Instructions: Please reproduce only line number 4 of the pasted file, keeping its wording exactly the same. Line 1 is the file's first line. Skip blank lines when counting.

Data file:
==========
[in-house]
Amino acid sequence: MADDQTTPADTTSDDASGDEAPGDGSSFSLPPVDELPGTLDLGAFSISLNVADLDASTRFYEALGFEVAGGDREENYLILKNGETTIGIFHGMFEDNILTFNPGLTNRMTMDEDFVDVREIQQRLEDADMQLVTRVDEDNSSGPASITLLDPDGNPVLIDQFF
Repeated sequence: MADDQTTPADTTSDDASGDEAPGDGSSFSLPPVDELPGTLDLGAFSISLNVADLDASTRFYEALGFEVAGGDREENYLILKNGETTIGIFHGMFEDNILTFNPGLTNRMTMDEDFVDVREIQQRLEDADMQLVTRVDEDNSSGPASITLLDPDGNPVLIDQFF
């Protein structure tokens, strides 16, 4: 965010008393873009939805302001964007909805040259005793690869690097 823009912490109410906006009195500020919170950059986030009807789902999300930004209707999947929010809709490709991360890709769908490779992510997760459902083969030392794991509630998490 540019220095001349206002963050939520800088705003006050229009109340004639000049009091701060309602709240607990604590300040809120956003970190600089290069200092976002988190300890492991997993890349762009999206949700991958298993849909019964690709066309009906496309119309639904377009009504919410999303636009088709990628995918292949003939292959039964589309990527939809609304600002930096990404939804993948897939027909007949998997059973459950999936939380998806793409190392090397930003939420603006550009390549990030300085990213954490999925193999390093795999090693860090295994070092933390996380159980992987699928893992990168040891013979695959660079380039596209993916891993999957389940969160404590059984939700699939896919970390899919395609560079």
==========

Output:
């Protein structure tokens, strides 16, 4: 965010008393873009939805302001964007909805040259005793690869690097 823009912490109410906006009195500020919170950059986030009807789902999300930004209707999947929010809709490709991360890709769908490779992510997760459902083969030392794991509630998490 540019220095001349206002963050939520800088705003006050229009109340004639000049009091701060309602709240607990604590300040809120956003970190600089290069200092976002988190300890492991997993890349762009999206949700991958298993849909019964690709066309009906496309119309639904377009009504919410999303636009088709990628995918292949003939292959039964589309990527939809609304600002930096990404939804993948897939027909007949998997059973459950999936939380998806793409190392090397930003939420603006550009390549990030300085990213954490999925193999390093795999090693860090295994070092933390996380159980992987699928893992990168040891013979695959660079380039596209993916891993999957389940969160404590059984939700699939896919970390899919395609560079």